xml:space="preserve">

THUMBS UP: Vivian Davis outdid herself, and the rest of the field consisting of more than 150 pieces of Peep-inspired art, to take the grand prize at the 10th annual PEEPshow at the Carroll Arts Center with her entry, "Mother of (Peeps) Dragons." It was no small feat. Her piece stood 81/2 feet tall with a 6-foot wingspan and featured more than 5,000 Peeps. More than 25,000 visitors took in this year's PEEPshow. Between in-person and online voting, Davis' sculpture received 7,702 votes, the most in the contest. She said she began working on the dragon's armature after Christmas, but didn't apply her first Peep to the final piece until March 14, spending more than a few 8-hour work days getting her work of art ready to be viewed. "It was the 10th year," she told us, "I wanted to make something really big to honor it." That she did. And for her efforts, she received a giant plush bunny; a special VIPeeps visit to Just Born, the maker of PEEPS in Bethlehem, Pennsylvania; and an overnight stay at the Historic Hotel Bethlehem. Not to mention the appreciation of PEEPshow fans.

After a complicated birth, Schiltzer has raised the miniature goat in her home with the dogs since March.

THUMBS UP: Considering some of the troubling stories we and all news organizations report on at the local, national and international level, it's always nice to learn about someone like Marie Schlitzer, selflessly caring for a creature that simply can't care for itself. Schlitzer lives on a farmette in Pleasant Valley with three dogs, 16 goats, five donkeys and 40 chickens. In February, one of the goats had triplets and one of them, Patsy, weighed only 8 ounces at birth, not moving and barely breathing. But Schlitzer dribbled milk into the goat's mouth and rubbed Patsy's body to improve circulation. She put up heating lamps but Patsy couldn't get warm. So Schlitzer brought the goat into the house, warmed her with microwaved towels and fed her milk with an eyedropper. Eventually, she began walking and playing with the dogs. At about 2 months old, Patsy now weighs 5 pounds and seems to be doing well, thanks to Schlitzer, who told us that Patsy is not much trouble: "She's been delightful."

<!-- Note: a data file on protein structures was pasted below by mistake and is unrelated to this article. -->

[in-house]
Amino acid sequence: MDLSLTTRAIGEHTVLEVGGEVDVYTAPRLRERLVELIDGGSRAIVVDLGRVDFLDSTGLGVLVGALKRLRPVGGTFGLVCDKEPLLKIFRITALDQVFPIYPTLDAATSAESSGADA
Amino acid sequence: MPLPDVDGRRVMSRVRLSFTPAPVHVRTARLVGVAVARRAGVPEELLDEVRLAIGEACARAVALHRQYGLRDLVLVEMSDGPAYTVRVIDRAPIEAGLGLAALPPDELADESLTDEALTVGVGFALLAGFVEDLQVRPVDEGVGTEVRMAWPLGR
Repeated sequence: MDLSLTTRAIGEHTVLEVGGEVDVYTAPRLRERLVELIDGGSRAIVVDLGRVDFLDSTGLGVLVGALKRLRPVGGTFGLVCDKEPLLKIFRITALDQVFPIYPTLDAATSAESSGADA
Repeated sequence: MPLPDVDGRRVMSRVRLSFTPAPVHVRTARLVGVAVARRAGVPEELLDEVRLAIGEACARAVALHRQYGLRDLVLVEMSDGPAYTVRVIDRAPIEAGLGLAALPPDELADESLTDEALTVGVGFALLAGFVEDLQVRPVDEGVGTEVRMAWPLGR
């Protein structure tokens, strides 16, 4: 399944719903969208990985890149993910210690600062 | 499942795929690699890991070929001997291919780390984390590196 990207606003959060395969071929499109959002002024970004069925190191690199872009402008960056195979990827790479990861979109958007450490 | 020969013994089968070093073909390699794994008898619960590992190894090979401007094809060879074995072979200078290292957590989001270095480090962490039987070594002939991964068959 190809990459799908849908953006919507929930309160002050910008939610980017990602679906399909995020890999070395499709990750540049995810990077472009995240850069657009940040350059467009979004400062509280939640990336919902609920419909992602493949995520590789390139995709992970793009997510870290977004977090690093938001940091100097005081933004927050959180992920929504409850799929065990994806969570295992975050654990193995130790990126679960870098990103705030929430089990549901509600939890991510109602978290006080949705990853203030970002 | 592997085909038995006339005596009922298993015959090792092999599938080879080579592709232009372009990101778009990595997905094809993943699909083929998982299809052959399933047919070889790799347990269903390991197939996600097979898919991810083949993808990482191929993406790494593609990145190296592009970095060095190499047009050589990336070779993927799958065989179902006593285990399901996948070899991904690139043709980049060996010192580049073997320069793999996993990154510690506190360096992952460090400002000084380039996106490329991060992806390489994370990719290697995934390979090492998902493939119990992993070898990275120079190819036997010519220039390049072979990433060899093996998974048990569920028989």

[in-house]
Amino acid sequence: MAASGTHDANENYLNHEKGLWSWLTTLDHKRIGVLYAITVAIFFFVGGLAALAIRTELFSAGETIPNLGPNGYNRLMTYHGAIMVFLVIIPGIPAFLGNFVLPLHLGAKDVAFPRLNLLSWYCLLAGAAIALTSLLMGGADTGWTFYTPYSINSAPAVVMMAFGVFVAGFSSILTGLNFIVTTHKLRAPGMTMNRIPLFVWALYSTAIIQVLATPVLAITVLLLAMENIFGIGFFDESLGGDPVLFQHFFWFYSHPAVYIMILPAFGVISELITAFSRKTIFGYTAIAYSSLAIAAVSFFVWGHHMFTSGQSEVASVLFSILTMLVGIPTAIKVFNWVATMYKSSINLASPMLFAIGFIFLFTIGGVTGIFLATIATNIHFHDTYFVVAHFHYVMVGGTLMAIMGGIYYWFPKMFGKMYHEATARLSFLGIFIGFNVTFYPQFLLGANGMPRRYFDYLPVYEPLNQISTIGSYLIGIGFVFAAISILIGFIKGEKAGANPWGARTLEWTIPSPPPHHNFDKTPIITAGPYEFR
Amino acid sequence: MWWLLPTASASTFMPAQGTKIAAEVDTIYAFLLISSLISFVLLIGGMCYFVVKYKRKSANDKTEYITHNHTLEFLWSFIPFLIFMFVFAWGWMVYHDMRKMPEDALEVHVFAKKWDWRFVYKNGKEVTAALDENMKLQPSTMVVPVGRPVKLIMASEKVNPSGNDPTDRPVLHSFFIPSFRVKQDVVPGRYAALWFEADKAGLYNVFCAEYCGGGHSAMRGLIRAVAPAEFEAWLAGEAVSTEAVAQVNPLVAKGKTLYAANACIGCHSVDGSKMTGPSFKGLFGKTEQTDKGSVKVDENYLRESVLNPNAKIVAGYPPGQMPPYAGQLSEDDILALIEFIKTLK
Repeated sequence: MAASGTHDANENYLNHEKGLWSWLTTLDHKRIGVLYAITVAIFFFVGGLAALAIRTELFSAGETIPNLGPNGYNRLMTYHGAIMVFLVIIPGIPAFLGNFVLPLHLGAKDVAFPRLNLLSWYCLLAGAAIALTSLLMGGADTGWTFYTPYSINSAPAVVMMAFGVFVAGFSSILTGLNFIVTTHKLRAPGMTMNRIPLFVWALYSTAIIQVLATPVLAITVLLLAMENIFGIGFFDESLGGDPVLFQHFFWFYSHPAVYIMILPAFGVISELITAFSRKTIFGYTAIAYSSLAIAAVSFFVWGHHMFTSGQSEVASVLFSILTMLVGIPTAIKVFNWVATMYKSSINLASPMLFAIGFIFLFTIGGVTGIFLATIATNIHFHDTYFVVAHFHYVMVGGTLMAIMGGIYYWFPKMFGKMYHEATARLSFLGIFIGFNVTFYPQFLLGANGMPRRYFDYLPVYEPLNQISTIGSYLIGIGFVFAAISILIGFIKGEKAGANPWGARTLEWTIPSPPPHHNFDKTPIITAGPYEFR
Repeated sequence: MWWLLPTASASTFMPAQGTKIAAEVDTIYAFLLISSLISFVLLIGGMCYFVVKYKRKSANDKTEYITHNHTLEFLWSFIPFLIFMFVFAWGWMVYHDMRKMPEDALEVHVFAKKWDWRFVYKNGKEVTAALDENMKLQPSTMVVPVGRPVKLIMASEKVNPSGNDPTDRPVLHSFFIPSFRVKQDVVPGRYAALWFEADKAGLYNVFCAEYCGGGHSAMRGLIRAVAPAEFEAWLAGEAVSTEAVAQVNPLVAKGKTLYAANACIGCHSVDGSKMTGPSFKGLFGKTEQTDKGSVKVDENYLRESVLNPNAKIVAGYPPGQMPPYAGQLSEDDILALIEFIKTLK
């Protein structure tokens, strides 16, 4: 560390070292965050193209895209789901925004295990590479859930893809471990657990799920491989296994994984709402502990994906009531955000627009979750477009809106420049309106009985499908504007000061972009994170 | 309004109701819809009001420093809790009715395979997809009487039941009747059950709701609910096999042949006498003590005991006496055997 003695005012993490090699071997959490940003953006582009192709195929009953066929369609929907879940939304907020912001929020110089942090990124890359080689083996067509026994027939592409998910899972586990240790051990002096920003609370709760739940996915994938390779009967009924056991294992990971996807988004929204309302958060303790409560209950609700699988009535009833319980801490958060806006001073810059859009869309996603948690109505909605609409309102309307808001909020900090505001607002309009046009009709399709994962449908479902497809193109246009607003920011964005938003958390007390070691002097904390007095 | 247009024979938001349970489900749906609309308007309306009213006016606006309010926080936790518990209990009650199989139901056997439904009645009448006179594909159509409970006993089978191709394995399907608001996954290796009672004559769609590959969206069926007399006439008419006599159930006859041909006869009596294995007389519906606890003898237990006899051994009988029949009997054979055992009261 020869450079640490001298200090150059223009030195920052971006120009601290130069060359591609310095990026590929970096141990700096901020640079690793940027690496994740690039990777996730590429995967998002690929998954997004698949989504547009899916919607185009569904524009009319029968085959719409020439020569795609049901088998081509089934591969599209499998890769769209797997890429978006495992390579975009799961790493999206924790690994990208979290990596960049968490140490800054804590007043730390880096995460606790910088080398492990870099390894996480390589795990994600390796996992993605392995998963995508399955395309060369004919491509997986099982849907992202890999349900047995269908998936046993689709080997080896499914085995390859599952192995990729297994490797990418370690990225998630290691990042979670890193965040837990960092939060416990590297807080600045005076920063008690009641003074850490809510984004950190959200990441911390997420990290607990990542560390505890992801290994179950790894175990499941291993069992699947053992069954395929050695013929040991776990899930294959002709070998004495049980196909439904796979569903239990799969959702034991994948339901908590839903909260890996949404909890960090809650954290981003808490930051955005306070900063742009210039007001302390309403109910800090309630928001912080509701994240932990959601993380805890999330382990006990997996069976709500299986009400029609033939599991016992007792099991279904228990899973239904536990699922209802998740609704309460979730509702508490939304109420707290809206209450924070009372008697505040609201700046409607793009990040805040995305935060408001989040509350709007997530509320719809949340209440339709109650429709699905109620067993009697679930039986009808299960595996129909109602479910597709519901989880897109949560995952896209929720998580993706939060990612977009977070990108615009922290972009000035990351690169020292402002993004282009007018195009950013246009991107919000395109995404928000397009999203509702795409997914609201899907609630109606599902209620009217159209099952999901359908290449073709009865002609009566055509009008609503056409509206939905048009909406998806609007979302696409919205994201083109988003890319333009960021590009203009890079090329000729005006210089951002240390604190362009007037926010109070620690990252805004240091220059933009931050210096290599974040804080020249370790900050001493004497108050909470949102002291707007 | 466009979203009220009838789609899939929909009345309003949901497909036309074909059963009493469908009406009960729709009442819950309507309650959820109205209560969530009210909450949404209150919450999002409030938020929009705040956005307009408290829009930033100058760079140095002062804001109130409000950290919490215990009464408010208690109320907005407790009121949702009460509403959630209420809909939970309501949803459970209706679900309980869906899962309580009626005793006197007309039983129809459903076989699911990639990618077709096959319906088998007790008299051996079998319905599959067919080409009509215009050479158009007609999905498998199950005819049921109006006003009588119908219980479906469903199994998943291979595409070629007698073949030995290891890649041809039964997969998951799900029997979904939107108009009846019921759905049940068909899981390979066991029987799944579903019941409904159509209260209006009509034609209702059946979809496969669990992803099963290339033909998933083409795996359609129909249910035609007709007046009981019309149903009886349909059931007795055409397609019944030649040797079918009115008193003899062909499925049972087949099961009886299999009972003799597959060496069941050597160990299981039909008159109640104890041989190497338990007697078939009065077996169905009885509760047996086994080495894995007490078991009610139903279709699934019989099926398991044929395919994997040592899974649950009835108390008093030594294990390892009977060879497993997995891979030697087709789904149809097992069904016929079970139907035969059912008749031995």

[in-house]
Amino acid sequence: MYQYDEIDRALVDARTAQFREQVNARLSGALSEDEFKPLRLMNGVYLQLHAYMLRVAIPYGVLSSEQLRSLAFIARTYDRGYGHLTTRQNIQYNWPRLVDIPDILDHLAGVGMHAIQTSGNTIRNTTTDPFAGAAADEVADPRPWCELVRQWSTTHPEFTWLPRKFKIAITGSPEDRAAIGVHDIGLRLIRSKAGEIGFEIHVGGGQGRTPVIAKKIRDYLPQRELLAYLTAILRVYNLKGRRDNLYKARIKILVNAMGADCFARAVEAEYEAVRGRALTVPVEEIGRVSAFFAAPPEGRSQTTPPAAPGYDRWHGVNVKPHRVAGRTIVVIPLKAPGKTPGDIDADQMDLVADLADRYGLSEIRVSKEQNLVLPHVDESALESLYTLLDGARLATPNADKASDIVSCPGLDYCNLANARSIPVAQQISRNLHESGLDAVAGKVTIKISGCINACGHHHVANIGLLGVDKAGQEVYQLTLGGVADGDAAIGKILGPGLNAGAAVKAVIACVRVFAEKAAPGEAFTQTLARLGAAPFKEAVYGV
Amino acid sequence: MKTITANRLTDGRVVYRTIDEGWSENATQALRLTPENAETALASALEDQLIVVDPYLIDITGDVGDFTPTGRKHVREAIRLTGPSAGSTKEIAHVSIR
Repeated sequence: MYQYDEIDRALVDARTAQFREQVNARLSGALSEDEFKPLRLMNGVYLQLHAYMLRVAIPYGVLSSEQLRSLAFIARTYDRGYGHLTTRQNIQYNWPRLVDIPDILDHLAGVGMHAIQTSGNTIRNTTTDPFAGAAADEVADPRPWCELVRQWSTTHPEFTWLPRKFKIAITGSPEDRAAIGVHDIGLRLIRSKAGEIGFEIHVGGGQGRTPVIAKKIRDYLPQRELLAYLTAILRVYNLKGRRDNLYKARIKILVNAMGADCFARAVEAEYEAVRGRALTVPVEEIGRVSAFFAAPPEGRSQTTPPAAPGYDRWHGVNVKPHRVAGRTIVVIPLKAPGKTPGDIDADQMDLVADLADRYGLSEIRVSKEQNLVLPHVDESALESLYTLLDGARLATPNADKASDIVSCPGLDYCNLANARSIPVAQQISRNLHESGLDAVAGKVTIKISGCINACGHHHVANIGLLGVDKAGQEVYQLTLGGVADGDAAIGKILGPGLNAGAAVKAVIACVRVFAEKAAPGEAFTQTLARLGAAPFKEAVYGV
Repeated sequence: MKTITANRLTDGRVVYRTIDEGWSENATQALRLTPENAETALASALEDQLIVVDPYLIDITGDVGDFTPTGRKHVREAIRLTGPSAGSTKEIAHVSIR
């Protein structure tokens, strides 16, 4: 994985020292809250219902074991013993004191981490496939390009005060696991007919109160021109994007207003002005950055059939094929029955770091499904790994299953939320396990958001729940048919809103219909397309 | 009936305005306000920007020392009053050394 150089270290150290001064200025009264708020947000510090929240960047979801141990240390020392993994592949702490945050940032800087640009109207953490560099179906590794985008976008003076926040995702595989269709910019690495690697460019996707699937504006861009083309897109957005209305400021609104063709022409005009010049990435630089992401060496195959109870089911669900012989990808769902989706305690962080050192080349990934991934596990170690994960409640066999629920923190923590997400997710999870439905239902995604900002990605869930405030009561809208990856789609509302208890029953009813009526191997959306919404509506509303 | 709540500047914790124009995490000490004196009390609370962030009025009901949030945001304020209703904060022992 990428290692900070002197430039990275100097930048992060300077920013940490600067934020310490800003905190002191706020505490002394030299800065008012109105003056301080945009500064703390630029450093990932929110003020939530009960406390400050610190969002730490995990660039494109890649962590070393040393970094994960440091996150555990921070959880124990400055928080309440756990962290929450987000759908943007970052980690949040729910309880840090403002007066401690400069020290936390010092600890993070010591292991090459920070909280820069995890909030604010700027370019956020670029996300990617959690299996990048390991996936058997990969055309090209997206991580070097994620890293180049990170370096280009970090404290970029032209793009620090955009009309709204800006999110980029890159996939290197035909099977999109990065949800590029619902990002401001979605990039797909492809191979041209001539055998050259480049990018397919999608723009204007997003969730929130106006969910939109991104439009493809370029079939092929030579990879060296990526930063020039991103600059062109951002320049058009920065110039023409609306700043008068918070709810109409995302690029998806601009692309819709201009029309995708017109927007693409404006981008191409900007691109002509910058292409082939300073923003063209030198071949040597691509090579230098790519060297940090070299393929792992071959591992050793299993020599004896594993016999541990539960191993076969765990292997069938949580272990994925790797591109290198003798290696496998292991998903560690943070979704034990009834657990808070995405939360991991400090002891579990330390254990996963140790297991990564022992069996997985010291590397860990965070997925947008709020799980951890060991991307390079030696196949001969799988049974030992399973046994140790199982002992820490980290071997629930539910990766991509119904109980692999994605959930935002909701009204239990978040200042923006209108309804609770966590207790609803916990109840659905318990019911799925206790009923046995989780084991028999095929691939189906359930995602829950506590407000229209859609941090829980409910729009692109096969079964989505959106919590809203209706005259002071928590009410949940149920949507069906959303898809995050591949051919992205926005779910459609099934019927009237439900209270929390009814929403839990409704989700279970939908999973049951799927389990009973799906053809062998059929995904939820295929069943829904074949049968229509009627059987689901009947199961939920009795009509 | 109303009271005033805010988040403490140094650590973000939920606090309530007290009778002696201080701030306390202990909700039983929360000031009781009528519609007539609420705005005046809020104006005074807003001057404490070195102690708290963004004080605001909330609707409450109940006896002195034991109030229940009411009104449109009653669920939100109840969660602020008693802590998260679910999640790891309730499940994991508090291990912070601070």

Advertisement

It was the first year that the Church of the Ascension in Westminster put on an Easter egg hunt for those with special needs.

THUMBS UP: The Church of the Ascension in Westminster took all kids into consideration when hosting a special Easter egg hunt last Saturday afternoon. In one section, all the eggs played music. In another part, the eggs were on a table for kids to find. The Easter egg hunt was for people with special needs, so the eggs that played music were intended to be found by visually impaired children. The eggs on the table were at eye level for people in wheelchairs. It was the first year that the church put on an Easter egg hunt for those with special needs, said church member Wendy Messersmith, who organized the event. Her son, Christopher Nusbaum, is visually impaired. "There's just never anything for [special-needs] kids. So I thought instead of one disability, let's do them all," Messersmith told us. She said they hope to do another hunt next year and invited other churches to join in.

There is still time to participate in the 2017 Walk MS: Westminster event scheduled for Saturday, April 22. In fact, there will be time up until 9 a.m. Saturday when the walk starts.

THUMBS UP: The 2017 Walk MS: Westminster event is scheduled to begin at 9 a.m. Saturday and it's a worthy cause with the funds raised going toward research for a cure and support services for people who have multiple sclerosis. Those who did not sign up ahead of time will be welcome at the registration tables, and Samantha Wolfe, fundraising and event manager, told us there are a number of ways to participate and help fight MS, a disease characterized by the body's own immune system attacking nerve cells, interrupting their ability to communicate and causing progressive symptoms including weakness, tremor and even blindness or paralysis. "You can walk and not donate, you can donate and not walk, you can walk and donate — it's tailored for anyone to partake in any way they feel comfortable," Wolfe said. In 2016, the event brought out 398 walkers and raised $47,902.06.



Advertisement
Advertisement
Advertisement